“I will give Westport my best effort to win and serve in a positive and constructive direction,” he added. “Issues and answers will lead my campaign, with no tolerance for negativity and name calling.”

Lamont Threatened With Lawsuits Over COVID-19 Restrictions

By Mark Pazniokas


The sweeping restrictions Gov. Ned Lamont has imposed on commerce and social life to slow the spread of COVID-19 today drew a noisy protest by motorists and the promise of court challenges by a conservative Republican legislator and the leader of the Libertarian Party.

Rep. Craig Fishbein, R-Wallingford, said he is preparing a lawsuit accusing the governor of unconstitutional overreach on behalf of plaintiffs he declined to identity, while Dan Reale of the Libertarian Party said his party is separately working on its own legal challenges.

Since declaring a public health emergency on March 10, the governor has issued 28 executive orders intended to stop the spread of a novel coronavirus blamed for 1,331 deaths in Connecticut.

Other governors have issued similar orders, most reflecting the advice of public health officials in the federal government.

Ned Lamont’s Crash Course on a Pandemic and a President

By Mark Pazniokas


Gov. Ned Lamont gets consistent feedback after cable news appearances and the daily televised briefings he delivers on the pandemic that’s claimed nearly 1,000 lives and hundreds of thousands of jobs in Connecticut in one blur of a month: He looks tired.

“Everybody’s telling me that,” Lamont said Thursday, speaking in a telephone interview before his conference call with the president. “I’ve got to figure this out. I hope it’s the camera, not me. I feel fine.”

Lamont wakes at 4 a.m., a function of age and happenstance, not intent. He reads and returns emails, then tries to drift back to sleep until 6:30 a.m.

“I’m always amazed, the number of people my age that might be up at 4,” said Lamont, who turned 66 on Jan. 3. “If you ever want to email me at 4, I’m there. Just don’t call me.”

NE Governors Promise to Cautiously Ease COVID-19 Restrictions

By Mark Pazniokas and Gregory Hladky


The Democratic governors of a half dozen northeastern states today outlined a regional approach to devising a plan for the careful easing of COVID-19 restrictions.

They warned that changes will come slowly and be guided by public-health experts, not politicians or business interests.

On a conference call hosted by New York Gov. Andrew Cuomo, the governors of Connecticut, Delaware, New Jersey, Pennsylvania and Rhode Island reinforced the notion that the decision to reopen their states is one for governors, not the federal government or President Donald J. Trump.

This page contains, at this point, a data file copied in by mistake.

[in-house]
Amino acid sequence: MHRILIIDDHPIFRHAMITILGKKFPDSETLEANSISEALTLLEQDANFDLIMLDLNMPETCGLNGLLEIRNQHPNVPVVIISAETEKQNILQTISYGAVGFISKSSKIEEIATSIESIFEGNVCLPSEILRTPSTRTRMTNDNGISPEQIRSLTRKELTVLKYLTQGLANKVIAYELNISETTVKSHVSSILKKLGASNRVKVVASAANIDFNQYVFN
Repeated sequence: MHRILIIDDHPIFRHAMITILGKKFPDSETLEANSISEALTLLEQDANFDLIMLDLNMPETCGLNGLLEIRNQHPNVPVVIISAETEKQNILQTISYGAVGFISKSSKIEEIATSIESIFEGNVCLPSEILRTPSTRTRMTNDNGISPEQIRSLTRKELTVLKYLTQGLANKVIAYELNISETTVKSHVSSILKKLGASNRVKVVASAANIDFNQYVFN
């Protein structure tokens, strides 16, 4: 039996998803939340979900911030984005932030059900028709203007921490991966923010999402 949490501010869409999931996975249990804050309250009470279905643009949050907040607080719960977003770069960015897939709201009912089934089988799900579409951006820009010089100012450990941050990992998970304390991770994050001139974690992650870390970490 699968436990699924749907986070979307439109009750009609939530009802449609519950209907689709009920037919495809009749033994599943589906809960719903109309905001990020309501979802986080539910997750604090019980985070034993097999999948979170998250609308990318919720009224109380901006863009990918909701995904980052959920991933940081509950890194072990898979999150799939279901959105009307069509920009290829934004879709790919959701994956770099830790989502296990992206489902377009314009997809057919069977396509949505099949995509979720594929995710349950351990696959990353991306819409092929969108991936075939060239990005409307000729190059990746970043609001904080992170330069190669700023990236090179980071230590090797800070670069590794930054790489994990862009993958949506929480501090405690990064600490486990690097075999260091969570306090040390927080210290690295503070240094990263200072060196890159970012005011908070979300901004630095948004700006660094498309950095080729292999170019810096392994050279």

“This is about being smart,” Cuomo said. “Not political, but smart.”

Hospitalizations Slow; Lamont Now Faces Questions on Restrictions

By Mark Pazniokas and Gregory Hladky


Gov. Ned Lamont’s order extending the closure of schools, restaurants and many businesses until May 20 is generating the first significant political blowback to his handling of the COVID-19 crisis since declaring a public-health emergency a month ago.

With varying degrees of frustration and restraint, legislative leaders and others are complaining that the extension was a premature jolt to fragile businesses and anxious residents, even while they acknowledge continued restrictions may prove necessary by month’s end.

“The bottom line is you didn’t need to add three weeks to an existing executive order,” said House Minority Leader Themis Klarides, R-Derby. “It made people more panicked, more anxious. As a leader, it is our job to manage all that. It’s a very difficult balancing act, and I recognize that.”

Senate Minority Leader Len Fasano was even more critical.

COVID-19 Means New Playbook for Himes

By Ana Radelat


Washington — Rep. Jim Himes, the laid back congressman representing Fairfield County, a coronavirus hot spot, has been forced to grapple with a crisis for which there is no political playbook.

With Congress out of session at least until April 20 and probably indefinitely, Himes D-4th District, no longer follows a normal routine of meeting with constituents and lobbyists and commuting from his home in Greenwich to the U.S. Capitol.

Now he’s a virtual congressman, reaching out to people on Facebook and other social media, pleading for supplies from the federal government for his district’s hard-hit hospitals, and trying to steer his suddenly unemployed constituents to new federal programs that may be of financial help.

For Himes the coronavirus crisis is also personal. His kid sister is on the front lines of the pandemic as a doctor treating patients in Pittsburgh. “Tough as nails,” Himes tweeted.